- Fairtrade – Fairtrade need no introduction, they are about better prices, decent working conditions and local sustainability for farmers and other workers in the developing world
- Vegan – so no animal products or by-products, that is meat, fish, fowl, eggs, dairy or other milk products and honey and associated products
- Non-GMO – non Genetically Modified throughout all the processes and the entire supply chain
- FSC – Forest Stewardship Council – certification is given to businesses who use wood and paper products from sustainable and well-managed forests
- Peta – People for the Ethical Treatment of Animals – the largest animal rights organisation in the world
So Sustain must tick everyone’s boxes but Hollender does have competition notably from Einhorn, L condoms and French Letter. L condoms can offer a one-hour condom delivery slot by a messenger on a bike. That sounds rather trite but L Condom’s founder actually started the business after witnessing the impact of the global Aids crisis in the developing world. Their endeavours were recognised by B Corporation in 2014 when they earned a Best for the World award.
L donates a condom to one of several African nations for every condom purchased. In Uganda, L was behind an initiative for women to act as both ambassadors and entrepreneurs to distribute condoms, selling them below the market rate to promote accessibility and also dispensing sex education and spreading the word about safe sex.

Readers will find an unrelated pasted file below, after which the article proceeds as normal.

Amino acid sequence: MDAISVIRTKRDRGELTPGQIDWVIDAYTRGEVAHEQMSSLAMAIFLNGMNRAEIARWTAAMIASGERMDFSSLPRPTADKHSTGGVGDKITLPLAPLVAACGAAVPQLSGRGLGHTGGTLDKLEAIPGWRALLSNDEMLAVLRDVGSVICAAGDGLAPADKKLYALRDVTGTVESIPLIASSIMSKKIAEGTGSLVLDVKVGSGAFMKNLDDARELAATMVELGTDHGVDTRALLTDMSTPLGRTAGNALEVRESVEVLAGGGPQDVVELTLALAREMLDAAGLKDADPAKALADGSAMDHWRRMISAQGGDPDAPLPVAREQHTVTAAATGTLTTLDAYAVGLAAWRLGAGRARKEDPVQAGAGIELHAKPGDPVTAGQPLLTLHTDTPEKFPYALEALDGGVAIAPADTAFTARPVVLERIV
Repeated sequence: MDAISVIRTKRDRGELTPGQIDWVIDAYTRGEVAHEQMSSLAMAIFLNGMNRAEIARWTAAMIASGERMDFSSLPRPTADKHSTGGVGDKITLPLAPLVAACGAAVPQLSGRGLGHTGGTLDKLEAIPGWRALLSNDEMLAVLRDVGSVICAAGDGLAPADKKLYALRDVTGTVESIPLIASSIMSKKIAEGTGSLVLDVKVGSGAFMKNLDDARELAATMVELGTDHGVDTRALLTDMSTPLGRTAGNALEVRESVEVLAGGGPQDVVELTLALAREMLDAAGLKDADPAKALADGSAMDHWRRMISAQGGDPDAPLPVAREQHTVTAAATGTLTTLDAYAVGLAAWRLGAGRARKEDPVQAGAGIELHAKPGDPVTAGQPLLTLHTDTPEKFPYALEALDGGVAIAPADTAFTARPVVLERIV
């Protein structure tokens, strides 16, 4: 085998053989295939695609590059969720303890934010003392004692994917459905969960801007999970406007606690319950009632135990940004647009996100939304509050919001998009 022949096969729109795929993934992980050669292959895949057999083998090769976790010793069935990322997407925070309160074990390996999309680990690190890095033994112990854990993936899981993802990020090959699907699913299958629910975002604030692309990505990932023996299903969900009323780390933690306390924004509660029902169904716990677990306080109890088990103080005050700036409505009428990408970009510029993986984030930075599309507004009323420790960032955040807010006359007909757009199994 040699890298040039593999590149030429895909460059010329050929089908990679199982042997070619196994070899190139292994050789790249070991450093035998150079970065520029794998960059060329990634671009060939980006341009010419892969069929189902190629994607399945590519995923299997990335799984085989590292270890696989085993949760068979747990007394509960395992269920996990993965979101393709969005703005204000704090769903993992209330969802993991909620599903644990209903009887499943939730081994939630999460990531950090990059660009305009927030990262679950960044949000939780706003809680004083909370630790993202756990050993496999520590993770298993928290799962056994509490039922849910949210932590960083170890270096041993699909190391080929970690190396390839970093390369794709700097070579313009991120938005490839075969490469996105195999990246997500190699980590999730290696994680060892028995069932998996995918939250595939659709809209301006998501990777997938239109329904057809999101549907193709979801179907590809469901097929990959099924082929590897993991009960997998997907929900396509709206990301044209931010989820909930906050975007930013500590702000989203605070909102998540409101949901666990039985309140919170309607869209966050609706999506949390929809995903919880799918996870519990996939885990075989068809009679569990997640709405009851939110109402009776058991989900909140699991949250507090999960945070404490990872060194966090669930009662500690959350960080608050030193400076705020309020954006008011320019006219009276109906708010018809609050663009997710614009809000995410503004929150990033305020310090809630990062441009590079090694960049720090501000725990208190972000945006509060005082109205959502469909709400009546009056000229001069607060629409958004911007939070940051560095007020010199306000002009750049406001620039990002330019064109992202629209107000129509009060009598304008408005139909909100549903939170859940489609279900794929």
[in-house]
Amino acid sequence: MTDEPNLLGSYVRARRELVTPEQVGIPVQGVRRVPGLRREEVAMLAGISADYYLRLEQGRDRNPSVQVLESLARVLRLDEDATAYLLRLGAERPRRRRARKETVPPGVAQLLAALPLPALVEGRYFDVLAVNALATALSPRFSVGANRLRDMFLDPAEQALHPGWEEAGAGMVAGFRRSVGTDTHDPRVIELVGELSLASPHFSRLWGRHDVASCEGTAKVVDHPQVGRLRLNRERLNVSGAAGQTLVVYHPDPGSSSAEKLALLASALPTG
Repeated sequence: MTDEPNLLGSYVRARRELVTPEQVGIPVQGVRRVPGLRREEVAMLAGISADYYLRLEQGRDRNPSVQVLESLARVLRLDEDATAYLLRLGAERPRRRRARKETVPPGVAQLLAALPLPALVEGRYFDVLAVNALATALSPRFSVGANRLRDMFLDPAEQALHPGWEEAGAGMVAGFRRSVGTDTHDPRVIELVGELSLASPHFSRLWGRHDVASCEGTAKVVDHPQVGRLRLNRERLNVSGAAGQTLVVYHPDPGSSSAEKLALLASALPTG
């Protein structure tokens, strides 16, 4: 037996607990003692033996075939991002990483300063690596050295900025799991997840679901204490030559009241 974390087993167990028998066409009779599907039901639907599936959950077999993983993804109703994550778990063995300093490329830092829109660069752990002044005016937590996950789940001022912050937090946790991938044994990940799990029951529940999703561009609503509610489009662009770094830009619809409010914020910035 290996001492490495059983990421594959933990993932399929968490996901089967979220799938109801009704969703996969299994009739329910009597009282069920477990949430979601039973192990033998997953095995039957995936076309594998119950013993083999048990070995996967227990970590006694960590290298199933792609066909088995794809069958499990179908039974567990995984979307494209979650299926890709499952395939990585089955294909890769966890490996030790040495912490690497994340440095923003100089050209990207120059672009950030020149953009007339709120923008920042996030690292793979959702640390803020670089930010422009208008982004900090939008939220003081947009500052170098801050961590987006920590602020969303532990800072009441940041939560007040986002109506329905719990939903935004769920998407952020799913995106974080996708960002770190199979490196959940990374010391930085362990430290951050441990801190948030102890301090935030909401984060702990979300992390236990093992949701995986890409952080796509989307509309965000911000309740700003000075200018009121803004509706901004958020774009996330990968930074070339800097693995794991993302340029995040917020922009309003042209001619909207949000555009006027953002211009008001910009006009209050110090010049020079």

Condom packaging is a real target for environmentalists and L were keen to make their wrappers as green as possible. The packaging is de minimus, 100% recycled and recyclable. Their condoms contain no parabens – chemicals which have been linked to cancer – no Nonoxynol-9 and other harmful chemicals. Impressive.
But these companies are just a flea bite on an elephant compared to the might of makers like Church & Dwight who produce Trojan. And condoms themselves are only a tiny proportion of the world’s rubber industry but you have to start somewhere. And this tiny trickle of innovation will gather momentum not just in a condom context but for some people who are questioning where everything in their life has come from, how it is made and what processes were used and what is in the packaging.
Why shouldn’t condoms be subject to a ‘ green’ makeover, after all, they continue to be one of the most critical health products for human beings particularly in the developing world. And sex isn’t going to go away so why shouldn’t we more environmentally aware of what we use? Condom usage and sustainable rubber could go hand in hand; a study in 2010 globally found that less than 25% of people use a condom for intercourse, a rather depressing statistic. And what starts with condoms could impact on other products and substances which we use in the bedroom such as gels, lubrication and sex toys. These are all heading into body areas where we ought to be seriously concerned about their composition. There are already manufacturers who have seen this trend and are jumping happily onto that particular bandwagon. If we care so much about our food then why not about our sex lives?